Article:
On 22 September 1598, Elizabethan actor Gabriel Spencer settled his creative differences with playwright Ben Jonson with a duel.
Great cities more than a mile long, ‘banquette houses’, elephants, and birds with heads ‘as big as a man’s: the journey of David Ingram.
Two significant new publications push the parameters of how we engage with the most revered writer in the English language.
Christopher Hatton rose to great power as a favourite of Elizabeth I. Born in obscurity, why has he returned to it?
The stage has a short memory, print a long one: 400 years since its first publication, Shakespeare’s First Folio is the reason we remember him.
The age of Shakespeare, and its changing notions of what was funny, gave birth to modern comedy.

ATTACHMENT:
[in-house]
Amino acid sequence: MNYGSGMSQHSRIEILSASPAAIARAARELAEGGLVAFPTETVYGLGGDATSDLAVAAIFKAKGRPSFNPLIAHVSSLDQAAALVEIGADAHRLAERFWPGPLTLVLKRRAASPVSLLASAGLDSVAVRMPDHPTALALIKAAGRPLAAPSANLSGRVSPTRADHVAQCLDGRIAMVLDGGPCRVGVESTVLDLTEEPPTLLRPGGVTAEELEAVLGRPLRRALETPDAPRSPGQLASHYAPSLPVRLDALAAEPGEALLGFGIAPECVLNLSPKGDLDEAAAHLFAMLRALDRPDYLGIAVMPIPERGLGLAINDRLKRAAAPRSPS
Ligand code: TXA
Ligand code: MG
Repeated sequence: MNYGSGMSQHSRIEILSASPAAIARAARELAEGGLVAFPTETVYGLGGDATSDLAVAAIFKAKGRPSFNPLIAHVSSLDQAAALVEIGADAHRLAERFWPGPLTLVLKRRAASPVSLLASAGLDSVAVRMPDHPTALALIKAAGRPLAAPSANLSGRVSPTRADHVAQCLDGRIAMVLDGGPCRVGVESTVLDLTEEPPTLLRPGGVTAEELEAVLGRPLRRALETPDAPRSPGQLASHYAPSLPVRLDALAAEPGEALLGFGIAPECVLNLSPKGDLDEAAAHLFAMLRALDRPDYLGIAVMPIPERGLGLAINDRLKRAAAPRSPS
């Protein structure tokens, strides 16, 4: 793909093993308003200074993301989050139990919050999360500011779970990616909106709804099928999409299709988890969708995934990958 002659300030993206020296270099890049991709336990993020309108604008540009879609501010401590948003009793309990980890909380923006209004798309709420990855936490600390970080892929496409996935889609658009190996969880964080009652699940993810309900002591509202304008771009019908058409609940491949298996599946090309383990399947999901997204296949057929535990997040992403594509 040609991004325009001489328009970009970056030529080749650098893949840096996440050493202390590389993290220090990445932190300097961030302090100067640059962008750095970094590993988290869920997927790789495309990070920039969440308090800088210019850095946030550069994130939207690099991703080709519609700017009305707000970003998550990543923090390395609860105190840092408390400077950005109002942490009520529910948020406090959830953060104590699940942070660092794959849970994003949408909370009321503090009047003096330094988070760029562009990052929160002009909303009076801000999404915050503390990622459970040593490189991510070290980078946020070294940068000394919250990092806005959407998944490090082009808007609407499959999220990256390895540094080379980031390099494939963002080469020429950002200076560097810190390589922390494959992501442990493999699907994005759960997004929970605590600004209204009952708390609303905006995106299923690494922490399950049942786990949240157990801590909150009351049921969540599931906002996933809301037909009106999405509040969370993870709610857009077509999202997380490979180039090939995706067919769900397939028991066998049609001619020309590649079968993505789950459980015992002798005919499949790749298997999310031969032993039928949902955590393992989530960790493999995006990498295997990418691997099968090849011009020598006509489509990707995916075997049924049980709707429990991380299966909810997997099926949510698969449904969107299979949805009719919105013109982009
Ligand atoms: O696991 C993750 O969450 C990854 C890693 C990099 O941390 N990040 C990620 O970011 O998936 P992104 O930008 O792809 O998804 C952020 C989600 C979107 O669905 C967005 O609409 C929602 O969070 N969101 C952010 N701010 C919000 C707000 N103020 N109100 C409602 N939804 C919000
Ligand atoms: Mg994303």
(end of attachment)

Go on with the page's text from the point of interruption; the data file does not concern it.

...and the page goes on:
In the wake of the failure of the Spanish Armada, England sought retaliation by launching an invasion of its own. But how to finance such a venture?
Nicholas Hilliard was a portraitist at the pinnacle of his profession.
Drake’s exploits in the New World made him perfect material for the English gutter press and a figurehead for rising Hispanophobia.
The mysterious death of Amye Robsart – murdered, as many of her contemporaries thought, at the instigation of her scheming husband, favourite of Queen Elizabeth I – provides one of the strangest unsolved problems in Elizabethan history.